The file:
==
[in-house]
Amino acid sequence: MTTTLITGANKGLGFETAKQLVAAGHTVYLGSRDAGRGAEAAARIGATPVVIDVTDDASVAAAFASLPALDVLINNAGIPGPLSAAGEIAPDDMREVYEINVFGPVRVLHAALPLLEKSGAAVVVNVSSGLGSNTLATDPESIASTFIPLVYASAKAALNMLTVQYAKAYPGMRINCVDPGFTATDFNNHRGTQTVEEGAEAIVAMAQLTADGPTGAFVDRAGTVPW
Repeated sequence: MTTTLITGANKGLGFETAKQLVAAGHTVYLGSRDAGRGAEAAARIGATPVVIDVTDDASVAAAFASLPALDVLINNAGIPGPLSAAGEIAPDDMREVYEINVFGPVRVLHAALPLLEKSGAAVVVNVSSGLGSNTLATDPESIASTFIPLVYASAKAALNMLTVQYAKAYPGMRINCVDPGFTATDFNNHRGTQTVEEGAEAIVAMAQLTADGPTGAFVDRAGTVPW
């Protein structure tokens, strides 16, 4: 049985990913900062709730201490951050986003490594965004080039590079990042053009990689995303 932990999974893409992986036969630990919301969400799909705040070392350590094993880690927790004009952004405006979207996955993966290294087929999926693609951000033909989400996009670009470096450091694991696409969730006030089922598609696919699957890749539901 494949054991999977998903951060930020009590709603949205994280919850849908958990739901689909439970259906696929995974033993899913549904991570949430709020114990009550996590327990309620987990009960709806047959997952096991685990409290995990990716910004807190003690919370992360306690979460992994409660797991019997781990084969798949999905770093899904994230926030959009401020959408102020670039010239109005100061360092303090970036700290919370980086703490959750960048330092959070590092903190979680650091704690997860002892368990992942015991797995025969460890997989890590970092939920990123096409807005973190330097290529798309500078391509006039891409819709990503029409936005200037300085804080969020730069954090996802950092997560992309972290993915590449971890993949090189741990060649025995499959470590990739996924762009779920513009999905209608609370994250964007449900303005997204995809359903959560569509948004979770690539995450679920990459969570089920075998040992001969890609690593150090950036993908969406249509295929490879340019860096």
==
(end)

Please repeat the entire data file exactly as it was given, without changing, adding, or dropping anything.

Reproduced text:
[in-house]
Amino acid sequence: MTTTLITGANKGLGFETAKQLVAAGHTVYLGSRDAGRGAEAAARIGATPVVIDVTDDASVAAAFASLPALDVLINNAGIPGPLSAAGEIAPDDMREVYEINVFGPVRVLHAALPLLEKSGAAVVVNVSSGLGSNTLATDPESIASTFIPLVYASAKAALNMLTVQYAKAYPGMRINCVDPGFTATDFNNHRGTQTVEEGAEAIVAMAQLTADGPTGAFVDRAGTVPW
Repeated sequence: MTTTLITGANKGLGFETAKQLVAAGHTVYLGSRDAGRGAEAAARIGATPVVIDVTDDASVAAAFASLPALDVLINNAGIPGPLSAAGEIAPDDMREVYEINVFGPVRVLHAALPLLEKSGAAVVVNVSSGLGSNTLATDPESIASTFIPLVYASAKAALNMLTVQYAKAYPGMRINCVDPGFTATDFNNHRGTQTVEEGAEAIVAMAQLTADGPTGAFVDRAGTVPW
């Protein structure tokens, strides 16, 4: 049985990913900062709730201490951050986003490594965004080039590079990042053009990689995303 932990999974893409992986036969630990919301969400799909705040070392350590094993880690927790004009952004405006979207996955993966290294087929999926693609951000033909989400996009670009470096450091694991696409969730006030089922598609696919699957890749539901 494949054991999977998903951060930020009590709603949205994280919850849908958990739901689909439970259906696929995974033993899913549904991570949430709020114990009550996590327990309620987990009960709806047959997952096991685990409290995990990716910004807190003690919370992360306690979460992994409660797991019997781990084969798949999905770093899904994230926030959009401020959408102020670039010239109005100061360092303090970036700290919370980086703490959750960048330092959070590092903190979680650091704690997860002892368990992942015991797995025969460890997989890590970092939920990123096409807005973190330097290529798309500078391509006039891409819709990503029409936005200037300085804080969020730069954090996802950092997560992309972290993915590449971890993949090189741990060649025995499959470590990739996924762009779920513009999905209608609370994250964007449900303005997204995809359903959560569509948004979770690539995450679920990459969570089920075998040992001969890609690593150090950036993908969406249509295929490879340019860096």